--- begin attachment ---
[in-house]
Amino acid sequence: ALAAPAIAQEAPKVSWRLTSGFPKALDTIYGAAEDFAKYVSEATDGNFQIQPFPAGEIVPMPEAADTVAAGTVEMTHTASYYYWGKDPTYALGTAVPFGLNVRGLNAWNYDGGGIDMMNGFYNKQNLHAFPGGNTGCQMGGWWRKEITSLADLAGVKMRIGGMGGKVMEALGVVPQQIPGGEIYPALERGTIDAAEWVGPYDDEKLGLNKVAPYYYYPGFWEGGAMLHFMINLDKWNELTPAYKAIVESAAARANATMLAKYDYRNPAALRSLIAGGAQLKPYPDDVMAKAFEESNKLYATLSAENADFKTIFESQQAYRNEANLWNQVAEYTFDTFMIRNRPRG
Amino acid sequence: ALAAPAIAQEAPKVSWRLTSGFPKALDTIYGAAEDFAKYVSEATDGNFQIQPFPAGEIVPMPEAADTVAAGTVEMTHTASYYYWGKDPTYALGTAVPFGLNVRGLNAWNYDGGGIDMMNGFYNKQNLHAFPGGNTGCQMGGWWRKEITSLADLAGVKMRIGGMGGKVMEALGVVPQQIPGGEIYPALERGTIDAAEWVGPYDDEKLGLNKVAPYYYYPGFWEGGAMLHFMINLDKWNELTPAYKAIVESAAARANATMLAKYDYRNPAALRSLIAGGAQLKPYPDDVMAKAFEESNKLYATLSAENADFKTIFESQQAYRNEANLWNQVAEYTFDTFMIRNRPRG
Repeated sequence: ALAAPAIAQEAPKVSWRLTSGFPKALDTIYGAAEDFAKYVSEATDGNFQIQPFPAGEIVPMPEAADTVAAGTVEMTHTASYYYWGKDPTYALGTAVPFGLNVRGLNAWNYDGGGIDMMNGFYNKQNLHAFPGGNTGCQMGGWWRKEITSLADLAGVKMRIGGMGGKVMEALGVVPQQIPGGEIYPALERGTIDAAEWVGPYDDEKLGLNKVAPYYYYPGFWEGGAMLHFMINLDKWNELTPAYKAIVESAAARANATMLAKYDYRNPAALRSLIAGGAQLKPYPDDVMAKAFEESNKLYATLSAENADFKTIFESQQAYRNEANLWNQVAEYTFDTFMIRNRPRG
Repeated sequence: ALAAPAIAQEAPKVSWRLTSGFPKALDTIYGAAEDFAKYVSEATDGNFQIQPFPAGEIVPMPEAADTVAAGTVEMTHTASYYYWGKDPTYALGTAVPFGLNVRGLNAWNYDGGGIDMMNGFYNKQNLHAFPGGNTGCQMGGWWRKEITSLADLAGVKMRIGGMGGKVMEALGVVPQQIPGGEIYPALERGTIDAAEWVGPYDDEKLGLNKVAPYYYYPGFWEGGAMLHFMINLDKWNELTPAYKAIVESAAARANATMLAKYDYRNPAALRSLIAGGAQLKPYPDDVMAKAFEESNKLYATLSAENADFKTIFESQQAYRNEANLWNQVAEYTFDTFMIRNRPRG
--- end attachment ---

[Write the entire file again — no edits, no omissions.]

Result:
[in-house]
Amino acid sequence: ALAAPAIAQEAPKVSWRLTSGFPKALDTIYGAAEDFAKYVSEATDGNFQIQPFPAGEIVPMPEAADTVAAGTVEMTHTASYYYWGKDPTYALGTAVPFGLNVRGLNAWNYDGGGIDMMNGFYNKQNLHAFPGGNTGCQMGGWWRKEITSLADLAGVKMRIGGMGGKVMEALGVVPQQIPGGEIYPALERGTIDAAEWVGPYDDEKLGLNKVAPYYYYPGFWEGGAMLHFMINLDKWNELTPAYKAIVESAAARANATMLAKYDYRNPAALRSLIAGGAQLKPYPDDVMAKAFEESNKLYATLSAENADFKTIFESQQAYRNEANLWNQVAEYTFDTFMIRNRPRG
Amino acid sequence: ALAAPAIAQEAPKVSWRLTSGFPKALDTIYGAAEDFAKYVSEATDGNFQIQPFPAGEIVPMPEAADTVAAGTVEMTHTASYYYWGKDPTYALGTAVPFGLNVRGLNAWNYDGGGIDMMNGFYNKQNLHAFPGGNTGCQMGGWWRKEITSLADLAGVKMRIGGMGGKVMEALGVVPQQIPGGEIYPALERGTIDAAEWVGPYDDEKLGLNKVAPYYYYPGFWEGGAMLHFMINLDKWNELTPAYKAIVESAAARANATMLAKYDYRNPAALRSLIAGGAQLKPYPDDVMAKAFEESNKLYATLSAENADFKTIFESQQAYRNEANLWNQVAEYTFDTFMIRNRPRG
Repeated sequence: ALAAPAIAQEAPKVSWRLTSGFPKALDTIYGAAEDFAKYVSEATDGNFQIQPFPAGEIVPMPEAADTVAAGTVEMTHTASYYYWGKDPTYALGTAVPFGLNVRGLNAWNYDGGGIDMMNGFYNKQNLHAFPGGNTGCQMGGWWRKEITSLADLAGVKMRIGGMGGKVMEALGVVPQQIPGGEIYPALERGTIDAAEWVGPYDDEKLGLNKVAPYYYYPGFWEGGAMLHFMINLDKWNELTPAYKAIVESAAARANATMLAKYDYRNPAALRSLIAGGAQLKPYPDDVMAKAFEESNKLYATLSAENADFKTIFESQQAYRNEANLWNQVAEYTFDTFMIRNRPRG
Repeated sequence: ALAAPAIAQEAPKVSWRLTSGFPKALDTIYGAAEDFAKYVSEATDGNFQIQPFPAGEIVPMPEAADTVAAGTVEMTHTASYYYWGKDPTYALGTAVPFGLNVRGLNAWNYDGGGIDMMNGFYNKQNLHAFPGGNTGCQMGGWWRKEITSLADLAGVKMRIGGMGGKVMEALGVVPQQIPGGEIYPALERGTIDAAEWVGPYDDEKLGLNKVAPYYYYPGFWEGGAMLHFMINLDKWNELTPAYKAIVESAAARANATMLAKYDYRNPAALRSLIAGGAQLKPYPDDVMAKAFEESNKLYATLSAENADFKTIFESQQAYRNEANLWNQVAEYTFDTFMIRNRPRG